By this time, the psyops Humvee … was flatly announcing that IF WE SEE ANYONE ENTERING THIS AREA, HE WILL BE INSTANTLY SHOT. Then, in case that seemed unlikely to win hearts and minds, the hidden voice of America would add: IF YOU ARE ANGRY TODAY, YOU SHOULD BE ANGRY AT THE MEHDI ARMY, BECAUSE THEY DON’T HAVE THE BEST INTERESTS OF THE IRAQI PEOPLE AT HEART.

Twelve hours later, at four in the morning, this bastard is still circling our hotel, still blaring out his warnings—doing his best to prove that here in Firdous Square, at least, America [is] in control.

“October is harvest, and so it is when a lot of people have wine on the brain,” said Food & Wine editor Dana Cowin, explaining why her magazine is currently presenting its “Wine Issue.”

So with enough wine on the brain, would the folks at Field & Stream decide to do a “Stream Issue”? Or would U.S. News & World Report offer a “World Report Issue”?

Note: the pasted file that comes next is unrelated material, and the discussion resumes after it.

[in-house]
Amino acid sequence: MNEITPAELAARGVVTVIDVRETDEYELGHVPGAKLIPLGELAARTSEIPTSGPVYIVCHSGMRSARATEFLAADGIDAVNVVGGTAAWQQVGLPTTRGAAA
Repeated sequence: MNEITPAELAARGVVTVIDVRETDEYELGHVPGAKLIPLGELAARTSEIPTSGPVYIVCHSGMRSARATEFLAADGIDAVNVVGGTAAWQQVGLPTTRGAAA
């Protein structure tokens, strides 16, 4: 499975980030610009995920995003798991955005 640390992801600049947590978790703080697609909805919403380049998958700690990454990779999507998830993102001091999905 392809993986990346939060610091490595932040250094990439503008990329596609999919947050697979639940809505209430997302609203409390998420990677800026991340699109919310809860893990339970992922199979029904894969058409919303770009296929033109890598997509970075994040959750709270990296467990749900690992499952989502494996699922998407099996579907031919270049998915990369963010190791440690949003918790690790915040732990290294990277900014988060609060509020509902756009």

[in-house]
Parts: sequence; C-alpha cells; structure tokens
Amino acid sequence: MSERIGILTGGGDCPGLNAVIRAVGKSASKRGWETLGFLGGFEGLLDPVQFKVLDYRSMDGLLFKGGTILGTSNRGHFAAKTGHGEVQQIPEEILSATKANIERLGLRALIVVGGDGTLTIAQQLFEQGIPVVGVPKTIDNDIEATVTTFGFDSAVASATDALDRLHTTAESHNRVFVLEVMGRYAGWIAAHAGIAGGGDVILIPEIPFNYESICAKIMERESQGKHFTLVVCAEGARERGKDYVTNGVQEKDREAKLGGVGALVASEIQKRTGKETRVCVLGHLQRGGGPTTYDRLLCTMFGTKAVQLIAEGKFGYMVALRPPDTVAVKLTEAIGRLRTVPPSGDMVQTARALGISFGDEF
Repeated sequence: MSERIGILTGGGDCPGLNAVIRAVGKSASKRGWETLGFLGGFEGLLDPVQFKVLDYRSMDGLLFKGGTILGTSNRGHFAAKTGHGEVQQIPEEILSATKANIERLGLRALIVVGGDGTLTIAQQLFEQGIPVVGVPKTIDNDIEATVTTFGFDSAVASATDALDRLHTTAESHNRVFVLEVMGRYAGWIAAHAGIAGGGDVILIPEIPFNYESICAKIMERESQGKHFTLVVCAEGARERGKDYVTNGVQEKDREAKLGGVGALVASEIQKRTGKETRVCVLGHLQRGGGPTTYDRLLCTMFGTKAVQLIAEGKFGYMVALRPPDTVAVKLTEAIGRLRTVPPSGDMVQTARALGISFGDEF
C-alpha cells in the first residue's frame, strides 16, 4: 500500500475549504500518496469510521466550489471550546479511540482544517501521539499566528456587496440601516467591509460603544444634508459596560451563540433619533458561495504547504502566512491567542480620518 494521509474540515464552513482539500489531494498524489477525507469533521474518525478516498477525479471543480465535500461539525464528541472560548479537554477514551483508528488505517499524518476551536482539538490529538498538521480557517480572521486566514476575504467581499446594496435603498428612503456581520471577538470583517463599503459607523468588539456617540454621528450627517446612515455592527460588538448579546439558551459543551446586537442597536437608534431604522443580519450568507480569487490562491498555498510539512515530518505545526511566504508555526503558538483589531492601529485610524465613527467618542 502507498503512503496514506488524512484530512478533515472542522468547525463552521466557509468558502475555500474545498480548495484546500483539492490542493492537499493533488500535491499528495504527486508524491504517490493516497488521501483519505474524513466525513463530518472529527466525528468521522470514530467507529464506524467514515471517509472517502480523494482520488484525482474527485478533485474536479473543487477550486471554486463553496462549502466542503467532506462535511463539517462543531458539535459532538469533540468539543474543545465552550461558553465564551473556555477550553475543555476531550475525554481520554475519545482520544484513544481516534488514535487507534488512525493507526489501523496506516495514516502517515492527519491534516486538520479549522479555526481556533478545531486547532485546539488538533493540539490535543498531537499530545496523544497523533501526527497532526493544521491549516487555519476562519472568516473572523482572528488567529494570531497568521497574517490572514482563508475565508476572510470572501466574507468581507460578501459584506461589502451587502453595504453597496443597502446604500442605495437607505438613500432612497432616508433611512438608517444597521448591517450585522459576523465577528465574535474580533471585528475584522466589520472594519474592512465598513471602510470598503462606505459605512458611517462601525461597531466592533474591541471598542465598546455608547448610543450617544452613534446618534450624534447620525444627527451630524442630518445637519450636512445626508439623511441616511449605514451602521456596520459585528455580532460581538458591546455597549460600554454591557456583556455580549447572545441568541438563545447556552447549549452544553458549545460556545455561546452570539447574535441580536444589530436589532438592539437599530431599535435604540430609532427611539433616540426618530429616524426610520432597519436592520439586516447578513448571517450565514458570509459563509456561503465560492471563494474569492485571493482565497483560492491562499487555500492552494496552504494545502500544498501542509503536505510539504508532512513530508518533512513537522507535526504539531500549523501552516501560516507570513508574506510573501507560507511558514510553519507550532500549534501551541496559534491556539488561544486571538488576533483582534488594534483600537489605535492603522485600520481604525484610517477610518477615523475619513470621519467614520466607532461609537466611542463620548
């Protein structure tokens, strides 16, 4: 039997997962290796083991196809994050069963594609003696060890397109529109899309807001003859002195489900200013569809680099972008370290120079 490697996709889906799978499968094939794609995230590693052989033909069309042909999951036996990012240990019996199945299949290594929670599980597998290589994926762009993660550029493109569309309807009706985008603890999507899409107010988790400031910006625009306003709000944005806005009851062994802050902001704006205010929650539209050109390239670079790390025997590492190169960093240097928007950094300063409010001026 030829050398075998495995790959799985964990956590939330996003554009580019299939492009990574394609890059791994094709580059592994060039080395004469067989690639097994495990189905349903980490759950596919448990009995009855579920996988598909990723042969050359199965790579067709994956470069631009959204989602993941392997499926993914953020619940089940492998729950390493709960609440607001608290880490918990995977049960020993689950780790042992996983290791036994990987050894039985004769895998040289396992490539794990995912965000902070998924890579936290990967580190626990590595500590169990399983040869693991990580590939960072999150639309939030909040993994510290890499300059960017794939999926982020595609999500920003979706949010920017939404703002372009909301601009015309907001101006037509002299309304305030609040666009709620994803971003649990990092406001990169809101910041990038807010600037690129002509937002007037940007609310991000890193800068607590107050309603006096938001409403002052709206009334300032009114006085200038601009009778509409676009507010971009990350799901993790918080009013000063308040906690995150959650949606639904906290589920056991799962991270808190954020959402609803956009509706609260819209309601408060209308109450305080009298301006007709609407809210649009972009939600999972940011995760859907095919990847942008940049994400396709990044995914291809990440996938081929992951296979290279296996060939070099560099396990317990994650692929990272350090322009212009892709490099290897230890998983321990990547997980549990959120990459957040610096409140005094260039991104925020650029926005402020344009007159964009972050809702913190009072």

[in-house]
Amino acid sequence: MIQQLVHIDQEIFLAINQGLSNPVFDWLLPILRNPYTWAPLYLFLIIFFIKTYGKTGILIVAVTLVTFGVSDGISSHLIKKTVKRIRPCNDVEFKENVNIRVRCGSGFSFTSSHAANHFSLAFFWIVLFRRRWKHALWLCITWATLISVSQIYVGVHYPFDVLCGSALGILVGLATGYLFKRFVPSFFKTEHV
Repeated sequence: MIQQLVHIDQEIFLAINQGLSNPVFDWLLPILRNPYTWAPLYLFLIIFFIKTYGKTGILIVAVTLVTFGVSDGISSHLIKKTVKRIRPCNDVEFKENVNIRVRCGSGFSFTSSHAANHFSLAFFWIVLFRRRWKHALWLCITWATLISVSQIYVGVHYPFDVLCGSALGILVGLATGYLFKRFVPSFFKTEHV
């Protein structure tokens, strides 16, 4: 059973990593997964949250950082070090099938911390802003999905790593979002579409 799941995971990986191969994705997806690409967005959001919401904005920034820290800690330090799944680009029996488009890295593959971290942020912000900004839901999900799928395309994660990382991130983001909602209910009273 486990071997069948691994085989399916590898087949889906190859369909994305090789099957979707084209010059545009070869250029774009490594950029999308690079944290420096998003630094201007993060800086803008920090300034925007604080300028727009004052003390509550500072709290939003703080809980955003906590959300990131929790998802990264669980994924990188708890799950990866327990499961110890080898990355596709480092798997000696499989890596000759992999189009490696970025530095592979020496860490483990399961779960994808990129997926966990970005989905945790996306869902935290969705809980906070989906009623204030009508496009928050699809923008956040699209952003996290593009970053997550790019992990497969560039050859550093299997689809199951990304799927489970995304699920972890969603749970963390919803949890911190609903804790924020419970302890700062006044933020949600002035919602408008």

“We’re actually very devoted to the Wine Issue,” Ms. Cowin said. The magazine has been doing the theme number for eight years now, she said, to take advantage of a season that’s “sort of like New Year’s Day in the world of wine.” In the role of Baby 2004 5/6: vint-crit titan Robert Parker, who offers his predictions for the future of the industry (“11: Value will be valued”).

But even as it’s stating the obvious, the magazine seems to be misstating the obvious. The Wine Issue includes 59 food recipes, including “Duck Confit Potpie” and “Zucchini Bread French Toast with Maple-Bourbon Butter” (“[W]hisk the cream, milk, eggs, vanilla extract and confectioners’ sugar …. Add the zucchini bread slices … “). Drinks only rate two recipe entries, though both do involve wine.

Ms. Cowin conceded the point—actually, she said, the Wine Issue is the fattest issue of the year, and it contains more food recipes than usual. “We’re thinking next year, when we do the issue, we’re going to flip our logo,” she said—which would make it the Wine Issue of Wine & Food magazine.

What about doing the Food Issue, then? “I think that’s another good idea,” Ms. Cowin said brightly. “The Thanksgiving issue we kind of think of as the Food Issue. I’ll have to think about that one.”

In Living E-Mail: Press Makes News By Writing Home